Graft: Kwale rates poorly, Tana River best

Wednesday March 16 2016

Kwale Governor Salim Mvurya, with his political and policy adviser Francis Ndiege, addresses the media at his office in Mombasa on November 8, 2015.  PHOTO | LABAN WALLOGA | NATION MEDIA

Kwale Governor Salim Mvurya, with his political and policy adviser Francis Ndiege, addresses the media at his office in Mombasa on November 8, 2015. PHOTO | LABAN WALLOGA | NATION MEDIA  

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Kwale has been named as the Coast county where wananchi were asked to pay a bribe to access services, according to a new report published by the Ethics and Anti-Corruption Commission on Tuesday.

The county was ranked as the fourth worst nationally, with the EACC report saying that it was among regions where bribes were actually paid.

Kwale was ranked behind Embu, which had the worst record, Kisii and Bomet. Mr Salim Mvurya is the governor of Kwale.

The report also ranks Kwale poorly in counties where bribes were most demanded last year.

The county was ranked at position eight countrywide in that category, behind Murang’a, Embu, Bomet, Kisii, Wajir, Laikipia and Narok. Nyeri and Garissa counties were at positions nine and ten respectively.

Lamu, also in Coast, earned the dubious distinction of being among the top ten counties where wananchi paid the highest amounts in bribes.

Mr Mvurya dismissed the report as malicious and in bad faith, wondering why the graft agency did not inform the counties about the findings.

“If indeed their aim is to fight corruption, they should have taken action and also informed us instead of waking up one day and declaring they have a report,’’ said the Council of  governors vice chairman.


According to the survey, those seeking services in county offices in Lamu were being asked to pay Sh30,025 on average.

Nationally, only Mandera, Garissa and Baringo had a worse record than Lamu.

In Mandera, the average bribe was Sh80,000. This reduced to Sh51,990 in Garissa and Sh46,307 in Baringo. Meru closed the list of worst ten with an average bribe of Sh6,639, slightly worse off than Narok and Nandi.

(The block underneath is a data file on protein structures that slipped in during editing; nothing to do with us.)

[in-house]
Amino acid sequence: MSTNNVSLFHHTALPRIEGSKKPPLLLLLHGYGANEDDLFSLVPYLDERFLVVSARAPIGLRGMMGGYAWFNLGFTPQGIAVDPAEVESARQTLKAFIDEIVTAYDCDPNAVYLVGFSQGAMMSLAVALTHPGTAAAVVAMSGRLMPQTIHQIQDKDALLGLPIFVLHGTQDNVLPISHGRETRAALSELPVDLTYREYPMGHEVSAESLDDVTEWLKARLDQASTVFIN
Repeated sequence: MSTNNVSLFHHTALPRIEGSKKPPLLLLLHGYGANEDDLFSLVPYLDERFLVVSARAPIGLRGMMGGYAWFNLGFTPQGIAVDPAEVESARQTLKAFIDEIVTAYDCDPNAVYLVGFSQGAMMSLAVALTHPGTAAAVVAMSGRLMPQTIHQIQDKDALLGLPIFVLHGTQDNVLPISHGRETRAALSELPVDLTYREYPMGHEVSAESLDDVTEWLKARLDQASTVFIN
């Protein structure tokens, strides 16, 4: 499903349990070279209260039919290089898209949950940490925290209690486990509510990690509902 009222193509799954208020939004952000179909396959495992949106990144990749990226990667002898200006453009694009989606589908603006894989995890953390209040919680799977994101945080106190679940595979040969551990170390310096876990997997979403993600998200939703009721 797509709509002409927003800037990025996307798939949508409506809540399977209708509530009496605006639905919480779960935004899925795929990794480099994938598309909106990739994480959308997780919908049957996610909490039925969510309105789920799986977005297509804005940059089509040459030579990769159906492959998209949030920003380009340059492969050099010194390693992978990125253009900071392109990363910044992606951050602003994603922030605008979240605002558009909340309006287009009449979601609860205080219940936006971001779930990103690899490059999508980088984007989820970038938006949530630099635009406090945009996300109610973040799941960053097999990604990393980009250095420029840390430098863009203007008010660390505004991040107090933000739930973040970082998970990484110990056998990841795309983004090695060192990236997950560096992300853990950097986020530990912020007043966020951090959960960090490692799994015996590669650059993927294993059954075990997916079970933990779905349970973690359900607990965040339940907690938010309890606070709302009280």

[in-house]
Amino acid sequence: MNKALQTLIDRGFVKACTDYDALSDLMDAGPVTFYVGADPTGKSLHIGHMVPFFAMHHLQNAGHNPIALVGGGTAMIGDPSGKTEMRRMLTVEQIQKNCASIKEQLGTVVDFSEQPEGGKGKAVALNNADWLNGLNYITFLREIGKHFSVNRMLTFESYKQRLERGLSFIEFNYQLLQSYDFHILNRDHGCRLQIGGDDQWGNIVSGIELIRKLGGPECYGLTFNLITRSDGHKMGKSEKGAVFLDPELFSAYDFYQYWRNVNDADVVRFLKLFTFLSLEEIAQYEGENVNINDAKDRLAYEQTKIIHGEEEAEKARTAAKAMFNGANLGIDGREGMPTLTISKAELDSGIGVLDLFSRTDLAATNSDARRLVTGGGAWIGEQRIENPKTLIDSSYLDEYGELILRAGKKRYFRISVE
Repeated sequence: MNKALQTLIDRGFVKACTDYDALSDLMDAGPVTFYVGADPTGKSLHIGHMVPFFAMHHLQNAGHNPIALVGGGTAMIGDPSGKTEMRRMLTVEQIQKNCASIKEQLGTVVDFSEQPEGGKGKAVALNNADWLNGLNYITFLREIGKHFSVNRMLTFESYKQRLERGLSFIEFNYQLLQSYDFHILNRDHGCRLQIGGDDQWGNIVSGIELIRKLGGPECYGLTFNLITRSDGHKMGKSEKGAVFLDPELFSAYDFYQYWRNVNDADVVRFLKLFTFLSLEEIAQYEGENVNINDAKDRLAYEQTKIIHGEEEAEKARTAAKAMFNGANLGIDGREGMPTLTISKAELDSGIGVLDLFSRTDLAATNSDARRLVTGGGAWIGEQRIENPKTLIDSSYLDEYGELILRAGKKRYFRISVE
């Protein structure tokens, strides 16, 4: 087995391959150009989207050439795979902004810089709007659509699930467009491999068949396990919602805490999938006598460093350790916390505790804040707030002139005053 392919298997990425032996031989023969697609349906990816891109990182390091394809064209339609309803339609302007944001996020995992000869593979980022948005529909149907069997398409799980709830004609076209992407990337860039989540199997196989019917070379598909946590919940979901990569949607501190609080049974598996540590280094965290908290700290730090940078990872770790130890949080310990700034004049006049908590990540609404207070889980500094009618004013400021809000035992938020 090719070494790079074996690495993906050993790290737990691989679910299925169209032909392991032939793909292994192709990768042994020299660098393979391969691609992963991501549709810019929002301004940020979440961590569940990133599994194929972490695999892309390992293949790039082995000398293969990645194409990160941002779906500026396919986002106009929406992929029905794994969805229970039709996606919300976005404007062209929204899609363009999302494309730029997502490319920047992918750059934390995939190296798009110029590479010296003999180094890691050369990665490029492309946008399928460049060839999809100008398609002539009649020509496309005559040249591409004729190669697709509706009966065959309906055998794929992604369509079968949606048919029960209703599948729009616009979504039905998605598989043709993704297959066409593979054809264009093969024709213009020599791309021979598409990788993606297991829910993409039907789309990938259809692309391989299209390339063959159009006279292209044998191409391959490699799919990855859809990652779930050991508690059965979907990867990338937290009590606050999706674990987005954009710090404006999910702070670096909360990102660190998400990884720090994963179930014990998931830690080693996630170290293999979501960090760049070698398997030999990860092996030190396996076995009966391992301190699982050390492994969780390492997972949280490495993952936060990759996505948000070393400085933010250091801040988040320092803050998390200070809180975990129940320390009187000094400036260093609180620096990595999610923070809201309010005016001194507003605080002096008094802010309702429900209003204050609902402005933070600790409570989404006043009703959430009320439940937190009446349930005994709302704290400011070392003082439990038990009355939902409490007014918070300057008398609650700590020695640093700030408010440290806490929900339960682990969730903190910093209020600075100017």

On a positive note, Tana River was one of only two counties across the country which had no incidents of bribery. The other was Turkana County.

The lowest average bribe paid was recorded in Kericho County — Sh164.81 — followed by Isiolo at Sh200 and Kitui at Sh423.02.

The survey shows that the highest incidents of corruption by public officers were recorded in Garissa county followed by Kisii, Nyamira and Marsabit.

On the other hand, Nandi, Kericho and Machakos counties recorded the least observations of corrupt practices in public offices.

Wananchi who were seeking tenders from county governments were asked to pay the highest bribes at an average of Sh275,000.

Those seeking employment also had to part with an average of Sh115,933.

Others, who paid bribes of less than Sh34,000 were wananchi seeking the release of their impounded goods, those following up on their pensions, students seeking college admission and teachers applying for a Teachers Service Commission (TSC) number.

Nationally, the health services departments of county governments were perceived to be the most corrupt (29.1 per cent), followed by land and physical planning (14.3 per cent), public service boards (13.5 per cent) and Roads, Transport and Public works (11.5 per cent)

Among those interviewed, 34.8 per cent said the main effect of corruption in an increase in poverty levels followed by underdevelopment (26.3 per cent), poor service delivery (6.2 per cent), moral decay (5.3 per cent), inflation (4.4 per cent) and inequality (4.1 per cent).

In the national government, the Ministry of Interior and Coordination of National Government, which is headed by Maj Gen Joseph Nkaissery, was ranked as the most corrupt.


Forty per cent of those interviewed named the ministry as the most corrupt. Another 14.3 per cent said the dubious distinction went to the Health Ministry, headed by Dr Cleopa Mailu.

The Lands Ministry was ranked as most corrupt by 11.3 per cent of the respondents. Others were Education, Transport and Infrastructure, Devolution, Defence and Agriculture.

A nation-wide sample of 5,260 households drawn from 46 counties took part in the survey. Only  Mandera County was not involved.

Of those interviewed, 62.6 per cent said corruption was caused by greed. Only 13 per cent blamed poor pay while 6.3 per cent said bad governance was to blame.

Lack of professionalism (3.2 per cent) and inadequate knowledge about the consequences of corruption (2.8 per cent) were the other reasons given for corruption.